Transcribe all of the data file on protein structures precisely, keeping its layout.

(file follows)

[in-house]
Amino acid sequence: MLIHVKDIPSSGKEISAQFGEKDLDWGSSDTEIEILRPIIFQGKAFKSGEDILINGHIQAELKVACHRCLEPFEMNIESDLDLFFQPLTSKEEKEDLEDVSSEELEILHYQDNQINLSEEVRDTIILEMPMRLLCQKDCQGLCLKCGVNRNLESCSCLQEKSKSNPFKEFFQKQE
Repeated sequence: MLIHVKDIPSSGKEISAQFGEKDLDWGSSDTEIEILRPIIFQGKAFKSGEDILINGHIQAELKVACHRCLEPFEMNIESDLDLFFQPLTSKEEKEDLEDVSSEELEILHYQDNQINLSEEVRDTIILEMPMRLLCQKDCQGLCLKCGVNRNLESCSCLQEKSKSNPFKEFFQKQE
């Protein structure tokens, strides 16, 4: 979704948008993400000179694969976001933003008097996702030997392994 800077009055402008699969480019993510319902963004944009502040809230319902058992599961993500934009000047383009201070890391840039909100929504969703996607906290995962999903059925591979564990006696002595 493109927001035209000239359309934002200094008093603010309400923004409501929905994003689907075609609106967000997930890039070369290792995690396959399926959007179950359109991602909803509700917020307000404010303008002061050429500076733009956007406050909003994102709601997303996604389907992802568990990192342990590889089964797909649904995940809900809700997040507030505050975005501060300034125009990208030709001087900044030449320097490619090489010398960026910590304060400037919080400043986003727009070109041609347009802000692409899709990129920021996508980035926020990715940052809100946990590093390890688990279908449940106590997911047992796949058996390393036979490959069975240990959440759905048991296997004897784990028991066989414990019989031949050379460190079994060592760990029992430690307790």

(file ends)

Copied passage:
[in-house]
Amino acid sequence: MLIHVKDIPSSGKEISAQFGEKDLDWGSSDTEIEILRPIIFQGKAFKSGEDILINGHIQAELKVACHRCLEPFEMNIESDLDLFFQPLTSKEEKEDLEDVSSEELEILHYQDNQINLSEEVRDTIILEMPMRLLCQKDCQGLCLKCGVNRNLESCSCLQEKSKSNPFKEFFQKQE
Repeated sequence: MLIHVKDIPSSGKEISAQFGEKDLDWGSSDTEIEILRPIIFQGKAFKSGEDILINGHIQAELKVACHRCLEPFEMNIESDLDLFFQPLTSKEEKEDLEDVSSEELEILHYQDNQINLSEEVRDTIILEMPMRLLCQKDCQGLCLKCGVNRNLESCSCLQEKSKSNPFKEFFQKQE
């Protein structure tokens, strides 16, 4: 979704948008993400000179694969976001933003008097996702030997392994 800077009055402008699969480019993510319902963004944009502040809230319902058992599961993500934009000047383009201070890391840039909100929504969703996607906290995962999903059925591979564990006696002595 493109927001035209000239359309934002200094008093603010309400923004409501929905994003689907075609609106967000997930890039070369290792995690396959399926959007179950359109991602909803509700917020307000404010303008002061050429500076733009956007406050909003994102709601997303996604389907992802568990990192342990590889089964797909649904995940809900809700997040507030505050975005501060300034125009990208030709001087900044030449320097490619090489010398960026910590304060400037919080400043986003727009070109041609347009802000692409899709990129920021996508980035926020990715940052809100946990590093390890688990279908449940106590997911047992796949058996390393036979490959069975240990959440759905048991296997004897784990028991066989414990019989031949050379460190079994060592760990029992430690307790």